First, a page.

TV replays proved inconclusive - at one angle it appeared to be clear hand-ball whilst another suggested Piquionne has used his shoulder to retain control - although the element of doubt would usually have seen a free-kick awarded in Stoke's favour. Not today however, and 1-1 it remained until the break.
Having survived Etherington's lame dive and subsequent penalty miss West Ham may have been forgiven for thinking that the tide had turned. But homer Jones had other ideas, and when Carlton Cole was penalised for hand ball on 63 minutes - having put his hand in front of his face to prevent his block being knocked off by a free kick 25 yards from goal - you just knew it wasn't going to be West Ham's day.
Scott Parker's sensible arguments were to no avail, and Higginbotham stepped up to fire Stoke into the semi-finals - aided by Huth's illegal - yet crucially, unnoticed - intervention.
In defence of West Ham, Grant's side huffed and puffed until the end; Matthew Upson going closest with a header from a Hitzlsperger corner that pinged against the crossbar. Meanwhile the challenge that saw James Tomkins felled in the penalty box by Walters as the two jostled for position at a free kick was more aggravated assault than mere interference - but referee Jones was unsurprisingly having none of it.
So for Avram Grant and his squad, attention now returns to the league and the battle to avoid relegation. Whilst the two cup runs will have earned the club a great deal of much-needed revenue one can't help feeling a sense of disappointment that neither opportunity to reach Wembley has been taken - although given a choice of Cup success or a Premier League berth next season, there is little doubt which would be preferential for the club.
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A fantastic penalty save; there was little he could do with either goal.
Never shirked his duties in an unfamiliar role.
Sterted poorly against Pennant for the second week in a row but improved.
Manuel Da Costa
A decent performance but he'll have to stop giving away unnecessary free kicks in dangerous areas.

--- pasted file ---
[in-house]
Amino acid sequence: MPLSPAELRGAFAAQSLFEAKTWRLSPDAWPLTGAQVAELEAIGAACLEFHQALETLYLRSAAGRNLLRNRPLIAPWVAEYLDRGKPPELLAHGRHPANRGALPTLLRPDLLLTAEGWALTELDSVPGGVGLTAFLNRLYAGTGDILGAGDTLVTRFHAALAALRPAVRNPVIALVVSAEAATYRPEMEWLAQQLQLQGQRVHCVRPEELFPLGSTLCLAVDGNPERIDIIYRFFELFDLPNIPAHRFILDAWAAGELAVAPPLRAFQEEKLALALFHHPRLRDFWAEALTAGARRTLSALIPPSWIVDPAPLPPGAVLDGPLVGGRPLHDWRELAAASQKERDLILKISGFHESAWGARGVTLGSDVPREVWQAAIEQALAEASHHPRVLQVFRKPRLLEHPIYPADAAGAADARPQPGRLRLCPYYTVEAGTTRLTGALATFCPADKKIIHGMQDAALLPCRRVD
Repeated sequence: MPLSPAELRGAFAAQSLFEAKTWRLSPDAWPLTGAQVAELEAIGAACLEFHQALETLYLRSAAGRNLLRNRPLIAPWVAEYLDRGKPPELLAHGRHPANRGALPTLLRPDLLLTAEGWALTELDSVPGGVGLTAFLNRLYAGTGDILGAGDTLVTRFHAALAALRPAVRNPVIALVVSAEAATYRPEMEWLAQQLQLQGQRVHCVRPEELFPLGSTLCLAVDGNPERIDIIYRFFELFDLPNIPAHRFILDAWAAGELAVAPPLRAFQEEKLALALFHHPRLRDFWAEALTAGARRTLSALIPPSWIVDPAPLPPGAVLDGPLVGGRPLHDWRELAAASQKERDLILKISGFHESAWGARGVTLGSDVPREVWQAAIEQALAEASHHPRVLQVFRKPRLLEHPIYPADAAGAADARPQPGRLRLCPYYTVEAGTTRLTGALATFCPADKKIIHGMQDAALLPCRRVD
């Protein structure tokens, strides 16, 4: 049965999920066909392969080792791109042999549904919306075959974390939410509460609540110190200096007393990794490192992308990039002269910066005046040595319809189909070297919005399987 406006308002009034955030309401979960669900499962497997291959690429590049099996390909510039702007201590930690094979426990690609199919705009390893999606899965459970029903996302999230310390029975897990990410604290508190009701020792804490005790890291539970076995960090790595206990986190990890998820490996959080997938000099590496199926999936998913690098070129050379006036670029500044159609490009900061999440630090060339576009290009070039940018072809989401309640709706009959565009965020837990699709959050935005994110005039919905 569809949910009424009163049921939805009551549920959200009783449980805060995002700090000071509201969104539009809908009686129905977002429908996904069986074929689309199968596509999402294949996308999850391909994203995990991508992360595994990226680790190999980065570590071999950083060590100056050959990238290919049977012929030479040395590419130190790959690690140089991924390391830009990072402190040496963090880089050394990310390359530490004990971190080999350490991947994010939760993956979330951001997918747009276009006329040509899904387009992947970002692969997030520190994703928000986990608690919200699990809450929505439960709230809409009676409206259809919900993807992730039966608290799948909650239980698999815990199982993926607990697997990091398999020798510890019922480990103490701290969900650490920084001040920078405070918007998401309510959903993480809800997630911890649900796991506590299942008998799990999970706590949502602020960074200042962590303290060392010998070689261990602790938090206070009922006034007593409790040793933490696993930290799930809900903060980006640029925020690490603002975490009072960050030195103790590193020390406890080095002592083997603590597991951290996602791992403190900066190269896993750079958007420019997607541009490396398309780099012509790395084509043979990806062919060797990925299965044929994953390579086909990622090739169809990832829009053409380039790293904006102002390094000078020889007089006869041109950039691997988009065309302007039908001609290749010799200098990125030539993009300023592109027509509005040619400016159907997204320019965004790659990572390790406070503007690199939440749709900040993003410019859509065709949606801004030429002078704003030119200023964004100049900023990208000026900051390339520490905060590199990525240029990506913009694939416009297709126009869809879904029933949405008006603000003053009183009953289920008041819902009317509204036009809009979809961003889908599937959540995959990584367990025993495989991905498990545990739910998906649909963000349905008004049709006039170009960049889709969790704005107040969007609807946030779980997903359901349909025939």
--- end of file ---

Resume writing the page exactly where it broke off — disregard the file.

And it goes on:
Okay, he was clearly fouled for the first goal - but should a player with Upson's experience allow himself to be shoved aside?
Huffed and puffed and performed more 360s than Stu Thomsen in his heyday but ultimately to no avail.
A quieter game than of recent weeks.
Like his midfield partner Parker he was involved throughout. Notched an assist for Piquionne's goal.
Cole is becoming increasingly like Marmite - either great or awful. Today he was nearer the latter.
Sadly injured upon scoring our only goal of the game. Had given a good account of himself up until that point.
Farly anonymous bar one or two runs. His petulance saw him cautioned yet again and could prove problematic if not addressed soon.
(Replaced Piquionne, 35 mins) Another for whom the game passed him by, even though Specs was playing in his favoured midfield role.
(Replaced Obinna, 68 mins) Back from injury and thrown into the mix to make a difference. He rarely looked like doing so.
(Replaced Noble, 81 mins) No impression bar wasting our last chance to equalise when taking the wrong option.
Did not play.
Did not play.
Did not play.
Luis Boa Morte
Did not play.
Referee: Mike Jones.
Man of the Match: Scott Parker.
West Ham United
Robert Green, James Tomkins, Wayne Bridge, Manuel Da Costa, Matthew Upson, Scott Parker, Mark Noble, Thomas Hitzlsperger, Carlton Cole, Frederic Piquionne, Victor Obinna.
Goals: Frederic Piquionne 30 .
Booked: Victor Obinna 22 Thomas Hitzlsperger 40 Manuel Da Costa 45 .
Sent off: None.
Sorensen, Huth, Higginbotham, Shawcross , Whelan, Delap, Etherington, Wilson, Pennant, Walters, Jones.
Substitutes: Whitehead (Pennant 81), Fuller (Etherington 89), Collins (Jones 89).
Subs not used: Pugh, Diao, Wilkinson, Nash.
Goals: Huth (12), Higginbotham (63).
Booked: Shawcross, Fuller.
Sent Off: None.